The Labor Department will follow criteria set out by President Donald Trump's order instructing it to review its fiduciary rule, R. Alexander Acosta, Trump's nominee to be labor secretary, told a Senate committee. That order "really regulates and determines the Department of Labor's approach to the fiduciary rule," Acosta said.
A proposed delay of the Labor Department's fiduciary rule doesn't eliminate fiduciary duty, lawyer Fred Reish writes, saying all of this attention on fiduciary status could result in the old rule's government of common practices. Reish examines how fiduciary status could apply to annuities.
A bipartisan bill has been introduced in the Senate to simplify small businesses' offering of employee retirement plans. The bill would ease administration, cut costs and avoid duplication of effort by letting businesses file a single Form 5500 with the Labor and Treasury departments.
The Department of Education has scrapped an order of the Obama administration preventing debt collectors from charging high fees to borrowers who default on loans under the Federal Family Education Loan Program. An additional 16% can be added to outstanding principal and interest in the event of default.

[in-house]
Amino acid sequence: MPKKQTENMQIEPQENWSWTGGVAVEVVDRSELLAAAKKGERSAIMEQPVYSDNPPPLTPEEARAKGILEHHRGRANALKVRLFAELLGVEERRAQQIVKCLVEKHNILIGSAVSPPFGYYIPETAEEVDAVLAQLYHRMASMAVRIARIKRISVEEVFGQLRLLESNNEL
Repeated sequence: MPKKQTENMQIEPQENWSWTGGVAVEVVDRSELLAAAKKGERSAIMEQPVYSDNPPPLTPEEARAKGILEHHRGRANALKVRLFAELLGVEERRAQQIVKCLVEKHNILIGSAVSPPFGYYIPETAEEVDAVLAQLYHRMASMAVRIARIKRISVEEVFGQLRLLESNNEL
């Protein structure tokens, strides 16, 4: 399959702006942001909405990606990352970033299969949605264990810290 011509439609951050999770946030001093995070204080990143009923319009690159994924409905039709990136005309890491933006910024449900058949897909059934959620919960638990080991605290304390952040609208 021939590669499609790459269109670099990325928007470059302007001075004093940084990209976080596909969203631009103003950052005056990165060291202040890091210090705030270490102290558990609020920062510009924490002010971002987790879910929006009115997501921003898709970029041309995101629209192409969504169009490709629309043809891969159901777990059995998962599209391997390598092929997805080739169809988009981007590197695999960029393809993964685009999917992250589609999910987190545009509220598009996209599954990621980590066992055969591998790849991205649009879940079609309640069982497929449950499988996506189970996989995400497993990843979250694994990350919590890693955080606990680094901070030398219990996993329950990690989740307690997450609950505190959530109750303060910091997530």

Expectation that the Trump administration would act quickly on tax reform appears to have been sidelined by debate on replacement of the Affordable Care Act. But the House might present tax legislation before summer recess because much of the research groundwork has been laid, lawyer Sandra Swirski writes.
Low or irregular income and lack of access to a tax-advantaged savings plan are creating difficulties for many workers in the "gig economy" to save for retirement. Experts acknowledge that these workers' income can be unpredictable, but they recommend striving to put part of each paycheck toward retirement savings.
People aiming for early retirement must follow an aggressive savings plan to account for a shorter time span for investment. Katie Brewer reviews five steps, including a frank assessment of someone's financial situation.
Financial security is the top retirement concern of people ages 30 to 59, according to a survey by the West Health Institute, but respondents 60 and older are more concerned about aspects of aging, including memory loss and loss of independence. These findings are in line with similar studies, says Michael Hurd, director of the RAND Center for the Study of Aging.
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